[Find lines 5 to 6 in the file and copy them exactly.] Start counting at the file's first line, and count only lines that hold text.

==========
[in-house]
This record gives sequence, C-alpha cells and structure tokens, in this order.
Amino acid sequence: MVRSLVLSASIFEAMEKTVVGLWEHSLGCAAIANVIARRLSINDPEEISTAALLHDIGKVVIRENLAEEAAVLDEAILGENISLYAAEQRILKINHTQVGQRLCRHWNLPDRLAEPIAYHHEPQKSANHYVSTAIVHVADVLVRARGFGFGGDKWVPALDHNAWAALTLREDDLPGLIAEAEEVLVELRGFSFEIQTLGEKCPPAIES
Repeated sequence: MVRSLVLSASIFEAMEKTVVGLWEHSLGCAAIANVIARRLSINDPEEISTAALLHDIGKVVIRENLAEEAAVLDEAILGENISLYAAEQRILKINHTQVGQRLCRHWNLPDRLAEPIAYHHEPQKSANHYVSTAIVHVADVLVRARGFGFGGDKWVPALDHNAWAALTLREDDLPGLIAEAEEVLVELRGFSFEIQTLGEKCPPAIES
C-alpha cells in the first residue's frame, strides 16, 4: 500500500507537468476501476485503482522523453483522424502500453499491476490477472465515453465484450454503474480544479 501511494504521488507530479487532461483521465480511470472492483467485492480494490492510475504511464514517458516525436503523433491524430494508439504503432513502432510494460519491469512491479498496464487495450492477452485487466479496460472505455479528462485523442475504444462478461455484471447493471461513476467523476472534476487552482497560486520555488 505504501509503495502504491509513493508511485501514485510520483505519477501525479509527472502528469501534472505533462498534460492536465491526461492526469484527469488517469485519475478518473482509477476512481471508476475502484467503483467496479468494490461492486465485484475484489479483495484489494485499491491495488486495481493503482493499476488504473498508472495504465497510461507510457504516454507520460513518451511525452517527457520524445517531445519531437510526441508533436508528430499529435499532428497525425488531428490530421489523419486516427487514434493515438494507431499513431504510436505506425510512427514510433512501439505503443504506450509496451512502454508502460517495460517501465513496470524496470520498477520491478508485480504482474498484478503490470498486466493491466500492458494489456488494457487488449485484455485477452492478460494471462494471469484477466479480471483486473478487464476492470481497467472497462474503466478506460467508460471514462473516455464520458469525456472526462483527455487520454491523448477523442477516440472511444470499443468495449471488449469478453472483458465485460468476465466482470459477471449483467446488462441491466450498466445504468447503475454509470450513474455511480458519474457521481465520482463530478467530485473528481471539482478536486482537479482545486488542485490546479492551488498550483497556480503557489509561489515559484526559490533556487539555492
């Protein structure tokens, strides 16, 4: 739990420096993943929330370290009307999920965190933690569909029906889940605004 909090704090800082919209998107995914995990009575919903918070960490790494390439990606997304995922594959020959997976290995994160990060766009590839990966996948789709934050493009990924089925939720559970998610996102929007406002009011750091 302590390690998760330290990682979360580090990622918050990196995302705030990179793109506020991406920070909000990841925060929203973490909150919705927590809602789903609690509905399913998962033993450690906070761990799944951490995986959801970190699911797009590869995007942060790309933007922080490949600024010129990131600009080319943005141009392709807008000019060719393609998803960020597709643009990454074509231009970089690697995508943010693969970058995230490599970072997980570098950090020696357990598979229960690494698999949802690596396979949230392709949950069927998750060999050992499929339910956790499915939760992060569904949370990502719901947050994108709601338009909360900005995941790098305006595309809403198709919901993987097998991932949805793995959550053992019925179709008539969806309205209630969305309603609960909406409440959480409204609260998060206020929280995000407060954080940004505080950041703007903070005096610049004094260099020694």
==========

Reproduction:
C-alpha cells in the first residue's frame, strides 16, 4: 500500500507537468476501476485503482522523453483522424502500453499491476490477472465515453465484450454503474480544479 501511494504521488507530479487532461483521465480511470472492483467485492480494490492510475504511464514517458516525436503523433491524430494508439504503432513502432510494460519491469512491479498496464487495450492477452485487466479496460472505455479528462485523442475504444462478461455484471447493471461513476467523476472534476487552482497560486520555488 505504501509503495502504491509513493508511485501514485510520483505519477501525479509527472502528469501534472505533462498534460492536465491526461492526469484527469488517469485519475478518473482509477476512481471508476475502484467503483467496479468494490461492486465485484475484489479483495484489494485499491491495488486495481493503482493499476488504473498508472495504465497510461507510457504516454507520460513518451511525452517527457520524445517531445519531437510526441508533436508528430499529435499532428497525425488531428490530421489523419486516427487514434493515438494507431499513431504510436505506425510512427514510433512501439505503443504506450509496451512502454508502460517495460517501465513496470524496470520498477520491478508485480504482474498484478503490470498486466493491466500492458494489456488494457487488449485484455485477452492478460494471462494471469484477466479480471483486473478487464476492470481497467472497462474503466478506460467508460471514462473516455464520458469525456472526462483527455487520454491523448477523442477516440472511444470499443468495449471488449469478453472483458465485460468476465466482470459477471449483467446488462441491466450498466445504468447503475454509470450513474455511480458519474457521481465520482463530478467530485473528481471539482478536486482537479482545486488542485490546479492551488498550483497556480503557489509561489515559484526559490533556487539555492
């Protein structure tokens, strides 16, 4: 739990420096993943929330370290009307999920965190933690569909029906889940605004 909090704090800082919209998107995914995990009575919903918070960490790494390439990606997304995922594959020959997976290995994160990060766009590839990966996948789709934050493009990924089925939720559970998610996102929007406002009011750091 302590390690998760330290990682979360580090990622918050990196995302705030990179793109506020991406920070909000990841925060929203973490909150919705927590809602789903609690509905399913998962033993450690906070761990799944951490995986959801970190699911797009590869995007942060790309933007922080490949600024010129990131600009080319943005141009392709807008000019060719393609998803960020597709643009990454074509231009970089690697995508943010693969970058995230490599970072997980570098950090020696357990598979229960690494698999949802690596396979949230392709949950069927998750060999050992499929339910956790499915939760992060569904949370990502719901947050994108709601338009909360900005995941790098305006595309809403198709919901993987097998991932949805793995959550053992019925179709008539969806309205209630969305309603609960909406409440959480409204609260998060206020929280995000407060954080940004505080950041703007903070005096610049004094260099020694």